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Winter 2020

Inside: Monumental Gifts Made for Little City’s Future


A Note From Our Executive Director

“With the new day comes new strength and new thoughts.” ­—Eleanor Roosevelt

Dear Little City Family and Friends, Welcome to the new Tapestry! For years, the Tapestry has been a vital tool to speak to those who matter most to Little City – our families and supporters. As the way people communicate rapidly changes, Little City knew now was a perfect time to change our Tapestry. While the design will make for a more appealing and enjoyable reading experience, the stories that make the heart and soul of Little City will not change. Stories of success, touching relationships and people breaking barriers will continue to be at the core of the Tapestry. But we also hope to add new elements of interest as well. Readers can expect more features on some of the leaders and Board of Directors at Little City to better know those who have been entrusted with shaping Little City’s future. Stories on the issues that affect people with intellectual and developmental disabilities will be explored to help our families and supporters learn more about Little City’s potential challenges and how to help find solutions. And stories will connect with our website and digital platforms to allow for additional content in videos and pictures and to make the Tapestry as accessible as possible.

The Tapestry


There will continue to be a lot of new breakthroughs for Little City in 2020. From the new Tapestry, to a new website later in the year and expanding into new areas like DuPage County where a community employment center is being planned. And amongst all the new, we hope there is something that will renew your passion for Little City in 2020. Your constant and reliable support has helped make Little City the truly special place it is for people with intellectual and developmental disabilities. But as we challenge ourselves in new areas in 2020, we ask all of you to try something new as well. Volunteer at a new event or in a different way, tell a new friend or colleague about Little City or learn about a new issue or program at Little City. There are often pleasant surprises to be found when embracing the new! Yours in service,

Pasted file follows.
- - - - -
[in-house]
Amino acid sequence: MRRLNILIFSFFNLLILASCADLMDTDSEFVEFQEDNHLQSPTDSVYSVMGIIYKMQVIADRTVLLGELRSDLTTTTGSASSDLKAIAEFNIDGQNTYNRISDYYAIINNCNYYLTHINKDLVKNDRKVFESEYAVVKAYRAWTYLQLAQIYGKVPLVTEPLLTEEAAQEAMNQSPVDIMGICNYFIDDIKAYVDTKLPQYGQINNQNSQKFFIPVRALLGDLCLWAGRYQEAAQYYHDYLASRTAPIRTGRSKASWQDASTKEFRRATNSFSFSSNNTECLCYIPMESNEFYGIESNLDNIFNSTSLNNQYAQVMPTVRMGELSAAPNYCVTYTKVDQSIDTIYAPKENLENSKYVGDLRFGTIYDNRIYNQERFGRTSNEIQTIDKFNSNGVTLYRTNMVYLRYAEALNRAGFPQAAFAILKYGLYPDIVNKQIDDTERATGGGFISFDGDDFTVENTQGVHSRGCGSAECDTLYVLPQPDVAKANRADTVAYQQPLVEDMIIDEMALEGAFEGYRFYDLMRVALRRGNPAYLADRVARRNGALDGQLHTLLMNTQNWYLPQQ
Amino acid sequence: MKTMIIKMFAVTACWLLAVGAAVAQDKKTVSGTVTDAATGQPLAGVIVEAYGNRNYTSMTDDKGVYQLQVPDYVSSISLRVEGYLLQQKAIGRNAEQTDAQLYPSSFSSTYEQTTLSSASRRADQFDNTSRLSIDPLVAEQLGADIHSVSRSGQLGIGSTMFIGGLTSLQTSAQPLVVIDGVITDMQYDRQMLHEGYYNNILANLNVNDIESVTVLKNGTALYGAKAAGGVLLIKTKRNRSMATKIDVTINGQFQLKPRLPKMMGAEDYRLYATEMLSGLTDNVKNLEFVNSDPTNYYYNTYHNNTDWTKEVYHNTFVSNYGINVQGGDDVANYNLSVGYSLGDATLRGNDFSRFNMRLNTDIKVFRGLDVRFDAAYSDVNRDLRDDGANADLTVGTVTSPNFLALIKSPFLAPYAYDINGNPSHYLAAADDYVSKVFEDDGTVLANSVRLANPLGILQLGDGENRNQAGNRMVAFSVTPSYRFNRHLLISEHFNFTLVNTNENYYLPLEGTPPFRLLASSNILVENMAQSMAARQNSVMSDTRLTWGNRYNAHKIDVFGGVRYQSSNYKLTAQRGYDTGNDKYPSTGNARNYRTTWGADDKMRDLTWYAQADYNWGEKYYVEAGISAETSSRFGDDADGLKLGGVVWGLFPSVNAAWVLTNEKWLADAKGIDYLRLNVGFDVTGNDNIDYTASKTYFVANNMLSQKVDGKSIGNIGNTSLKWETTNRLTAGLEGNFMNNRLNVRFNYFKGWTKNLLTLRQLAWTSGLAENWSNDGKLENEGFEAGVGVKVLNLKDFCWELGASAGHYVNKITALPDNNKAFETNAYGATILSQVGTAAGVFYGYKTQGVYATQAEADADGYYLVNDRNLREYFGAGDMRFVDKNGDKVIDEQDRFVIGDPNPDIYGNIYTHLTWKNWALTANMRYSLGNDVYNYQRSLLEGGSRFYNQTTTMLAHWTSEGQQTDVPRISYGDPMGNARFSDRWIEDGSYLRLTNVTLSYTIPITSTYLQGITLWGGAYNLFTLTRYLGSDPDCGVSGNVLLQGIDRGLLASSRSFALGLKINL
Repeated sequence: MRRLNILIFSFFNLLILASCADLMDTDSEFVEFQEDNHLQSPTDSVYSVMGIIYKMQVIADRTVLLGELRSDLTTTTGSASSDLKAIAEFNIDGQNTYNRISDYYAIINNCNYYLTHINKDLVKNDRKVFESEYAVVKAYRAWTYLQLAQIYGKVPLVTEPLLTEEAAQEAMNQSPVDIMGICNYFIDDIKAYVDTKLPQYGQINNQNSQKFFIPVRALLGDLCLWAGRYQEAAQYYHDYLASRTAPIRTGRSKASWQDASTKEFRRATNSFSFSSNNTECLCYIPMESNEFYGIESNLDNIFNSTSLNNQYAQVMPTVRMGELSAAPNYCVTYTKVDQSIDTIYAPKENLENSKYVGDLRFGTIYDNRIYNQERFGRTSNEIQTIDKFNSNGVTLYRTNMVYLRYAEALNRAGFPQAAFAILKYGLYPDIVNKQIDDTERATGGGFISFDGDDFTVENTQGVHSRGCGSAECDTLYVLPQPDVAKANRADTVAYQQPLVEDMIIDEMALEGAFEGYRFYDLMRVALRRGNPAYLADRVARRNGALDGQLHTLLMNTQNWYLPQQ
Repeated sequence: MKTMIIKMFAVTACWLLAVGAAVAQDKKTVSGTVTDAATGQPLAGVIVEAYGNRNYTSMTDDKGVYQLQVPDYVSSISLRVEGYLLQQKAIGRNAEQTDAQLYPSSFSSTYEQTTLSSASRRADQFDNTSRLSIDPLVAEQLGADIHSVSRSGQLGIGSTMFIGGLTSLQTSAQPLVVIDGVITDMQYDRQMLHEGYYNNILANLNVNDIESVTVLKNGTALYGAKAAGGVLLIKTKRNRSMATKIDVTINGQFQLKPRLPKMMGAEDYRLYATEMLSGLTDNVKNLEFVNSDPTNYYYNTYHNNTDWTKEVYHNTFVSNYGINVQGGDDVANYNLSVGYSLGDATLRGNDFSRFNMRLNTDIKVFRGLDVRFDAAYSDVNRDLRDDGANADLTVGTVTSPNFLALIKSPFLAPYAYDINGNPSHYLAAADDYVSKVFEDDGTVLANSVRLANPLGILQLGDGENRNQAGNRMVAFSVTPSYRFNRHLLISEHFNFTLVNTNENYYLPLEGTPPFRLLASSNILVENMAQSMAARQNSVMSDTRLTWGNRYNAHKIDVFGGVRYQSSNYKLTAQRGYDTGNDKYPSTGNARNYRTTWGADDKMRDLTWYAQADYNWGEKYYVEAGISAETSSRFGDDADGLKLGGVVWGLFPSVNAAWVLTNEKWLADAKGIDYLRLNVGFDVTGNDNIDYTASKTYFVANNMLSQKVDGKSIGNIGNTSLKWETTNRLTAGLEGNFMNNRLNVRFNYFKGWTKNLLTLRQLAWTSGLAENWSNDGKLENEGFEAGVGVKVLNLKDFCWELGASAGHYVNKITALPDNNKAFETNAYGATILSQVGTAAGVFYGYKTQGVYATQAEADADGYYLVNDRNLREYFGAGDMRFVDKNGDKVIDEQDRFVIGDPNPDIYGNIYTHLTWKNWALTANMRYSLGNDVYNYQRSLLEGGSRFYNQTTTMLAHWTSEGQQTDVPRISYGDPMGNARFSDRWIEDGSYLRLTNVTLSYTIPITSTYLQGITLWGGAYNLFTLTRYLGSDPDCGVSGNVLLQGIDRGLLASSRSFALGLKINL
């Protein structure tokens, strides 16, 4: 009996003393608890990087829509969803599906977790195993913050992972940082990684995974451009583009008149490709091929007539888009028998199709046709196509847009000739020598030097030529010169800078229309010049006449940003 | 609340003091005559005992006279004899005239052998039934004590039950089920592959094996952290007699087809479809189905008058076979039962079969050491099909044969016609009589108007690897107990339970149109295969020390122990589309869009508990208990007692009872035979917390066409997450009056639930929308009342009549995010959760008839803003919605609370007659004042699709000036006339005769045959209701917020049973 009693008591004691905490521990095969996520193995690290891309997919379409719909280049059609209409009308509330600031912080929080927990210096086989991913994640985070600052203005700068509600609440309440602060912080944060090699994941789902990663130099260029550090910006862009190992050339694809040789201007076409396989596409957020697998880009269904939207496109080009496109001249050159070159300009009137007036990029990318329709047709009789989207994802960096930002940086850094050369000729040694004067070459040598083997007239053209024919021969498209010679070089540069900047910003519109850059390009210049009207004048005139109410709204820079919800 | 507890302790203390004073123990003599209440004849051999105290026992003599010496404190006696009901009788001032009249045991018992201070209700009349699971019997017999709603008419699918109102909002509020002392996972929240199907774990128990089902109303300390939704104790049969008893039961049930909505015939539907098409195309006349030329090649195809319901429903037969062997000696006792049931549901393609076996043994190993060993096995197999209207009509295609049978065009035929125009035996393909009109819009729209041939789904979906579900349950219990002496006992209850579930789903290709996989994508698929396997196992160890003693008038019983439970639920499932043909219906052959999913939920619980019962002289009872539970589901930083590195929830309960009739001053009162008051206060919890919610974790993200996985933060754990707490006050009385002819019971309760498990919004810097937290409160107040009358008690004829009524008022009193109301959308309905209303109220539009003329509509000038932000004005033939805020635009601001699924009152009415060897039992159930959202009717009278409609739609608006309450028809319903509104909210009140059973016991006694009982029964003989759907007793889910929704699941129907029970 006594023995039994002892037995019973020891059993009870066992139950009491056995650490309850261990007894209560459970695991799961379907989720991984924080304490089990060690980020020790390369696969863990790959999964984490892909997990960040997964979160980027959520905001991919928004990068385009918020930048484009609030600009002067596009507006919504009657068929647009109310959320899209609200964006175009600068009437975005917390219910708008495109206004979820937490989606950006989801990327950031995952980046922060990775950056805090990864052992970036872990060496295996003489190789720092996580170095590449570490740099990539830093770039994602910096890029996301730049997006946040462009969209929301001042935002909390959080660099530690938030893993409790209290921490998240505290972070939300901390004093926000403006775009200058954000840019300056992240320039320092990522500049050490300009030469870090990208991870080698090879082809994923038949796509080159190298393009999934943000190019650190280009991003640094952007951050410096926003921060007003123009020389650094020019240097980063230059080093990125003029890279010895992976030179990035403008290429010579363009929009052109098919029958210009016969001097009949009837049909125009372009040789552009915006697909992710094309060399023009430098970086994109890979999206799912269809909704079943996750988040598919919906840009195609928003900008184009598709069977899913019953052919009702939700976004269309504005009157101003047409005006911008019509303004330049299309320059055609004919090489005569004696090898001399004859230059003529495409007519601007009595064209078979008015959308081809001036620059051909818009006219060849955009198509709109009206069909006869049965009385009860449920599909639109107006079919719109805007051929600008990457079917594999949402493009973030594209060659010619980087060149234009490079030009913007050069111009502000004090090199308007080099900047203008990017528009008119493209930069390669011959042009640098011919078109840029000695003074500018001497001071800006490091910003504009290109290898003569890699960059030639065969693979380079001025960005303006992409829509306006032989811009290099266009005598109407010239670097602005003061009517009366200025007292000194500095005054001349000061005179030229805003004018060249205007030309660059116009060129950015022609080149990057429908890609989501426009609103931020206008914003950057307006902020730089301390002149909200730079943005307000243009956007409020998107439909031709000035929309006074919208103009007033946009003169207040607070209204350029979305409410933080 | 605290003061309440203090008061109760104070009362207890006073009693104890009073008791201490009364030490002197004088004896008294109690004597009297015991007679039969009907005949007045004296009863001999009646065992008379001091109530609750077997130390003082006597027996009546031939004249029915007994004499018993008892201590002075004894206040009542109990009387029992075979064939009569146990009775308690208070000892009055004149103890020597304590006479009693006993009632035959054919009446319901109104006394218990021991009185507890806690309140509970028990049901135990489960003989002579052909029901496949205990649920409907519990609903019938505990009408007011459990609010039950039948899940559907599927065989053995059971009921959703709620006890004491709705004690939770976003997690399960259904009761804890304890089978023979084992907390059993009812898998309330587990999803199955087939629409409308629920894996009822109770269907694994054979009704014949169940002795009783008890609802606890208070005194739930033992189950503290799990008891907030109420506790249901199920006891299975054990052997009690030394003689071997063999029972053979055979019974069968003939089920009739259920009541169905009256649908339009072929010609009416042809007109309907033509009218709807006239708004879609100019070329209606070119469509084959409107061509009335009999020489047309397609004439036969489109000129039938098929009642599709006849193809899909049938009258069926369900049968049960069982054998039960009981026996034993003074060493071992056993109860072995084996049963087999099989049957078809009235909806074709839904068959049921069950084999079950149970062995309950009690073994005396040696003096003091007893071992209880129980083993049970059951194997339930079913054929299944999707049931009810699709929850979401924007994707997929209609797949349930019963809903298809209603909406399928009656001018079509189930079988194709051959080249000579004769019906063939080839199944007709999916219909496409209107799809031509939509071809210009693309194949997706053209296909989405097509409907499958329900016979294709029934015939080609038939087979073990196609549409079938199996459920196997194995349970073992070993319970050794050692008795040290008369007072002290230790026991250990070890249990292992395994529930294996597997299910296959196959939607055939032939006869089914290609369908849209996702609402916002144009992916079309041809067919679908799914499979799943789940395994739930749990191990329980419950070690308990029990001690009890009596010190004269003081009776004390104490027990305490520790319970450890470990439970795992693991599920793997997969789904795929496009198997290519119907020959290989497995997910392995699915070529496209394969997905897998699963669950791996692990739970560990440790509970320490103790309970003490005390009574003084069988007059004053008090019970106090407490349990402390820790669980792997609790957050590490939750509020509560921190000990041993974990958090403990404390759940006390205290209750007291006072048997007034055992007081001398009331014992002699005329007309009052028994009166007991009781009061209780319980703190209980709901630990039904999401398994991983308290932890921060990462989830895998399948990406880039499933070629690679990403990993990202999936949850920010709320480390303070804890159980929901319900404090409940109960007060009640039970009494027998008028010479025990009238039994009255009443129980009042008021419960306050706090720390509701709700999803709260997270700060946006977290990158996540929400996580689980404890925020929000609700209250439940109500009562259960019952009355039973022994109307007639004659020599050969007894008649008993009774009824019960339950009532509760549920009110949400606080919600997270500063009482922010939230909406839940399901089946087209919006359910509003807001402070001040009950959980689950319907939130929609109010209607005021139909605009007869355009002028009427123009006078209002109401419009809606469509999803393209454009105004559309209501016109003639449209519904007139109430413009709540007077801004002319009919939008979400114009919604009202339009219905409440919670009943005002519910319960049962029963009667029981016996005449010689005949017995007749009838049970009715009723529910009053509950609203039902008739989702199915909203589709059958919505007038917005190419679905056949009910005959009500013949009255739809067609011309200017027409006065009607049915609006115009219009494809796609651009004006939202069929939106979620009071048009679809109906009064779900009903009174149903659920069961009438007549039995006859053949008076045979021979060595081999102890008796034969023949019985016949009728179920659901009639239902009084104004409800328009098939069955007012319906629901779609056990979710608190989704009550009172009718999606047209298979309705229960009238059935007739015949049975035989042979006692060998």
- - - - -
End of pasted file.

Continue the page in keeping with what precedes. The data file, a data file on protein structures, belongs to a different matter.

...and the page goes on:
Shawn E. Jeffers Executive Director

Table of Contents 4. M  onumental Gift to Expand Center for Employment 6. Bohrer Family Leaves a Legacy for Little City’s Future 8. Twisted Hippo Brewery Features Little City Artwork

10. Center for Employment Creates Rewarding Opportunities 11. Jerry & Victoria’s Special Reunion 12. Dad to Dad Podcast 13. New Board Member: Monu Kalsi 14. Poker & Casino Night Returns a Winner Winter 2020


Gift Will Help Expand Center for Employment Whether it is a renovation at the Center for Employment & Business Opportunities, a donation to support an ambitious expansion into DuPage County or a Little City job seeker finally landing community employment – the Little City Project has been making life-changing differences for years. The Little City Project is unlike any support program in the organization’s history. It is not a Little City led project as the name may imply, but a widescale campaign of giving and support by the Chicago Club Managers Foundation. The Chicago Club Managers Foundation is the philanthropic arm of the Greater Chicago Club Managers Association – which represents over 112 private city, yacht, athletic, riding, dining, golf and country clubs in the Chicagoland area. The Foundation’s Board of Directors, charged with engaging and giving back to the greater community, chose the unique approach of supporting a single community agency to the strongest level possible and that agency was Little City. “Little City is just very special to all of us,” said Gavin Speirs, Board President, during the 2019 Foundation Golf Outing this past September. “We are honored to support them and help create job opportunities those at Little City deserve.” The Foundation has poured hundreds of thousands of dollars as well as their time and knowledge in support of Little City. The next step in the Foundation’s Little City Project comes courtesy of a groundbreaking $250,000 donation to establish a community employment training center in DuPage County. The center will provide training in life skills, experiences such as job shadowing and volunteering and practice in job interviews to prepare people with disabilities for a job in the community – similar to Little City’s Countryside Center in Schaumburg. And though the Chicago Club Managers Foundation has done so much for Little City already, board members do not expect the Little City Project to end any time soon. Jeff Belting, Chief Operating Officer at Indian Hill Club and former Foundation Board President “It has been the most rewarding relationship I’ve had in my decade on the Foundation Board. A lot of it has really been a growth through a combination of us learning more about Little City firsthand through visits or meetings and learning about potential opportunities to do more. Everything Little 4